PKMZeta: a name to remember.

Will it ever be possible to delete certain painful memories from our conscious brains, as suggested in the film Eternal Sunshine of the Spotless Mind?

We all know what it feels like to remember something, like your first kiss or childhood home, but where in your brain are these memories stored, how do we gain access to them and is it possible to enhance or remove them?

These are questions neuroscientists have spent many years researching. The search for a physical manifestation of memory has taken us on a journey from the truly bizarre (for example a now disproved theory assumed that specific memory molecules existed in the brain and that these could be transfered from one individual to another by eating brain tissue), to our current view that memories are spread throughout the brain and develop when small changes occur in the structure of and connections between neurons (for more detail on synaptic remodeling and plasticity see my previous post). We hope that the more we understand about memory formation and storage, the closer we will come to being able to manipulate them and potentially offer relief to people with memory related illnesses.

PKMZeta structure.

When a memory is first formed a number of proteins become active within participating neurons. These proteins help reshape the neurons thus making the memory permanent. Once this reshaping is complete the proteins involved in the process once again become inactive. It was believed that once reshaping had taken place it would be difficult for us to further modify these neurons to remove or enhance specific memories. However, research conducted within the past 20 years is now questioning this assumption. Researchers have uncovered a protein (PKMZeta) which, unlike others involved in memory formation, remains active in cells long after the initial memory forming event…perhaps indefinitely. This discovery led scientists to question whether PKMZeta may hold the key to maintaining memory and, if so, whether this system could be experimentally manipulated.

Amazingly it seems that this is indeed the case. Scientists have found that blocking the activity of PKMZeta days or even months after learning has taken place can interfere with a rats ability to remember a location, a specific taste or an unpleasant experience. Not only does blocking its activity lead to forgetting, but boosting its activity also has the ability to enhance old faded memories.

Total brainwashing is certainly something we should avoid.

Although the discovery of PKMZeta may be a step forward in finding a treatment for memory disorders, it is important that we proceed with caution and ensure we understand the effects this protein has on the memory system before speculating over its pharmacological value. From current research, scientists believe that the memory enhancing or eradicating effects of PKMZeta are not specific to single memories, indeed they may influence multiple memories at once. Therefore, it is important we understand what memory traces are altered by this protein and how it could be made more selective before considering its wider uses. Removing or enhancing multiple memories non-selectively is certainly not desirable! However, the stage is now set for progress in this field and as our understanding grows there may come a time when we can play a more active role in memory formation and retention.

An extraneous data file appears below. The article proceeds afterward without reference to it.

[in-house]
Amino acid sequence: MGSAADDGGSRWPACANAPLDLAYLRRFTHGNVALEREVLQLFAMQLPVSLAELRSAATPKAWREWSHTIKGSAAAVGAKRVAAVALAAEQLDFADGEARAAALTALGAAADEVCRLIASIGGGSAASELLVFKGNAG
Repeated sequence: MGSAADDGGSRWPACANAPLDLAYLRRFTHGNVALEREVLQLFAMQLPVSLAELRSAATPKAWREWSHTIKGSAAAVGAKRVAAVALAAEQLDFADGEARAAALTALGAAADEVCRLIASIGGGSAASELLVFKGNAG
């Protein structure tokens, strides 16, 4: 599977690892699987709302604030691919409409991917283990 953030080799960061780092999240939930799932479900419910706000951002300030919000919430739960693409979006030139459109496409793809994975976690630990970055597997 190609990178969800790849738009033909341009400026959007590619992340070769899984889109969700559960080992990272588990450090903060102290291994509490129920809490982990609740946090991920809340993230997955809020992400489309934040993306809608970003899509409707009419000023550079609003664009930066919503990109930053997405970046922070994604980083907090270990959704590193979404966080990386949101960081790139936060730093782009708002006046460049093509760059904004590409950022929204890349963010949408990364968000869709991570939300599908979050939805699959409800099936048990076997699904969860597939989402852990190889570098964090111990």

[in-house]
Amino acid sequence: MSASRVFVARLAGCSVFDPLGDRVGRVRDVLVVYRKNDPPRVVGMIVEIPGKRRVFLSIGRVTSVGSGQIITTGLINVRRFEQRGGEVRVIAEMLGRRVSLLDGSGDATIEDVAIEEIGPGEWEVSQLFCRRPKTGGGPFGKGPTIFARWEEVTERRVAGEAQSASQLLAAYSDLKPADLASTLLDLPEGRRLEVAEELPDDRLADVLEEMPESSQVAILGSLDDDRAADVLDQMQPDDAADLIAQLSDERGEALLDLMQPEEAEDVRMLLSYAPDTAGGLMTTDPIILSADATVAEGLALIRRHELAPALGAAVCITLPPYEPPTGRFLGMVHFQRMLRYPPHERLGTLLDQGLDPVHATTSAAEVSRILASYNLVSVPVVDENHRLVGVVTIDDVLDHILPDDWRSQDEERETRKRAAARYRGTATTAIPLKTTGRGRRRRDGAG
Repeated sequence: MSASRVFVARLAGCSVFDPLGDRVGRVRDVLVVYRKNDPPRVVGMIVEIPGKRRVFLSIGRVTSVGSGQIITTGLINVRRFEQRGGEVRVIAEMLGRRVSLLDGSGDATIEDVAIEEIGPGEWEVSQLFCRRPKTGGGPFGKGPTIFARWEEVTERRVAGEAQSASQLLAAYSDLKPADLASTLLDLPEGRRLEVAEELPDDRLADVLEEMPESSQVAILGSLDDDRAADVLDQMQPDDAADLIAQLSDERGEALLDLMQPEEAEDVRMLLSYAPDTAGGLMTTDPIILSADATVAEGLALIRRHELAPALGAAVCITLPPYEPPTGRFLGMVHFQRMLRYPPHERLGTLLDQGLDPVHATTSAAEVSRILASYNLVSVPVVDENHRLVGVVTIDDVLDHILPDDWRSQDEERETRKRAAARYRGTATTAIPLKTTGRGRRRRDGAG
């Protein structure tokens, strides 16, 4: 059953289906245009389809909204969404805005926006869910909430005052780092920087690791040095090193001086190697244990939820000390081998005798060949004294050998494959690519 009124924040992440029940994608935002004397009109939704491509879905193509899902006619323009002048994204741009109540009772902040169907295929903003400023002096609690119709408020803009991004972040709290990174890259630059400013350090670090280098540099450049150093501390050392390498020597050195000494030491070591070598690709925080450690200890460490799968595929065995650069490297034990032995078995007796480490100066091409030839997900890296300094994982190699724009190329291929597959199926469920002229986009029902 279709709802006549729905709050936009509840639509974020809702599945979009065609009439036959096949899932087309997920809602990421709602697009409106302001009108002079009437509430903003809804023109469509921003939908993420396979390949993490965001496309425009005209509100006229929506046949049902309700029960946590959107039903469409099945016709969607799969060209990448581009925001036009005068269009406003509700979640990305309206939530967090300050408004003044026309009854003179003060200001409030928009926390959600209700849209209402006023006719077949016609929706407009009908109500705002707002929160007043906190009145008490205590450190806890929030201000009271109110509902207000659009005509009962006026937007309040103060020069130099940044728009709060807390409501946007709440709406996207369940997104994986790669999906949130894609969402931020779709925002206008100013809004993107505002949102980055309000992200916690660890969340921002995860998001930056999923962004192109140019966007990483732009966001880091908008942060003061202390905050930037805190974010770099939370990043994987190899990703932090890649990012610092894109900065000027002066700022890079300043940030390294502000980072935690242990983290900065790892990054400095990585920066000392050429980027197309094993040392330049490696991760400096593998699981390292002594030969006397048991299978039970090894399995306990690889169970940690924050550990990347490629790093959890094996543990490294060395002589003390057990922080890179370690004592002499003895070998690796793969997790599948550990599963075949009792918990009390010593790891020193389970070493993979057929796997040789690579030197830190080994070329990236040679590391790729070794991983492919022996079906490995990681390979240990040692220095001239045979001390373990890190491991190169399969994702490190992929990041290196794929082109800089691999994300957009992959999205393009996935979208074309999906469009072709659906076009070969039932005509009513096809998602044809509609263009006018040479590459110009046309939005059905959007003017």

Post by: Sarah Fox

8 thoughts on “PKMZeta: a name to remember.

  1. I was suggested this blog by my cousin. I am now not sure whether or
    not this post is written via him as nobody else recognise
    such distinct about my difficulty. You are wonderful!

    Thanks!

  2. I don’t know whether it’s just me or if everybody else experiencing problems
    with your website. It appears like some of the written text in your posts are running off the screen. Can somebody else
    please comment and let me know if this is happening to them too?
    This may be a issue with my browser because I’ve had this happen previously.
    Kudos

  3. Excellent blog! Do you have any hints for aspiring writers?
    I’m planning to start my own website soon but I’m a little lost on everything.
    Would you recommend starting with a free platform like
    Wordpress or go for a paid option? There are so many choices out there that I’m totally confused ..
    Any ideas? Many thanks!

  4. You really make it appear really easy with your presentation but I in finding this topic to be
    really something which I feel I might by no means
    understand. It sort of feels too complicated and extremely wide
    for me. I’m having a look forward for your subsequent
    publish, I’ll try to get the hold of it!

Leave a Comment

Share This